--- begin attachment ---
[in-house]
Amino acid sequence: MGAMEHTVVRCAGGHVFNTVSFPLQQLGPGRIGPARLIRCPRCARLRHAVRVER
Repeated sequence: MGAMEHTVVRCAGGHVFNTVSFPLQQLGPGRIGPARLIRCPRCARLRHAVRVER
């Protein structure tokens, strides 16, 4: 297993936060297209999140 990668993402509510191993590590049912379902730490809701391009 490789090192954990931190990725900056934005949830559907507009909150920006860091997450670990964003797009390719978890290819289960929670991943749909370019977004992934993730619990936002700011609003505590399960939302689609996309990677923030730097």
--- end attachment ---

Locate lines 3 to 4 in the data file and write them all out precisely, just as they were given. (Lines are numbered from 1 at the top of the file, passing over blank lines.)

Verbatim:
Repeated sequence: MGAMEHTVVRCAGGHVFNTVSFPLQQLGPGRIGPARLIRCPRCARLRHAVRVER
């Protein structure tokens, strides 16, 4: 297993936060297209999140 990668993402509510191993590590049912379902730490809701391009 490789090192954990931190990725900056934005949830559907507009909150920006860091997450670990964003797009390719978890290819289960929670991943749909370019977004992934993730619990936002700011609003505590399960939302689609996309990677923030730097």